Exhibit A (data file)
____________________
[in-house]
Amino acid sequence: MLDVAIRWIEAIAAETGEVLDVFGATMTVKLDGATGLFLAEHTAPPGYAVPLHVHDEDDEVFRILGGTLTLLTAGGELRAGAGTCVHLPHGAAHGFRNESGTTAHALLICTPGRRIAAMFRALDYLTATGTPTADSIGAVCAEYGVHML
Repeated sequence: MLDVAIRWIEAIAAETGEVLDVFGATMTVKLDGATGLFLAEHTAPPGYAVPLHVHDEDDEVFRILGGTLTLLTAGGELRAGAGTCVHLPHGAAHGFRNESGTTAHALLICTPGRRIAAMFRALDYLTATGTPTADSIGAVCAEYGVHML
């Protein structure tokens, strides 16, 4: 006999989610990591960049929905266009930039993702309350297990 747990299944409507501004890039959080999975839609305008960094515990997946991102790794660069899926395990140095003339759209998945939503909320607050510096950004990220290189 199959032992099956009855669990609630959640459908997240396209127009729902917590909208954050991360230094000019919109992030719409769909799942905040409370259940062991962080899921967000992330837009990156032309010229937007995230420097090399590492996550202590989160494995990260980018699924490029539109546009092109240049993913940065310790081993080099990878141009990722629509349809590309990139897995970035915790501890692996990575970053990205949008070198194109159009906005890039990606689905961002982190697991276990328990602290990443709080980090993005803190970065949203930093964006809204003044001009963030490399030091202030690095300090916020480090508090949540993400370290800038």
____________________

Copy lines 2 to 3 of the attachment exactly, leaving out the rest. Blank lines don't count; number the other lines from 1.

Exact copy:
Amino acid sequence: MLDVAIRWIEAIAAETGEVLDVFGATMTVKLDGATGLFLAEHTAPPGYAVPLHVHDEDDEVFRILGGTLTLLTAGGELRAGAGTCVHLPHGAAHGFRNESGTTAHALLICTPGRRIAAMFRALDYLTATGTPTADSIGAVCAEYGVHML
Repeated sequence: MLDVAIRWIEAIAAETGEVLDVFGATMTVKLDGATGLFLAEHTAPPGYAVPLHVHDEDDEVFRILGGTLTLLTAGGELRAGAGTCVHLPHGAAHGFRNESGTTAHALLICTPGRRIAAMFRALDYLTATGTPTADSIGAVCAEYGVHML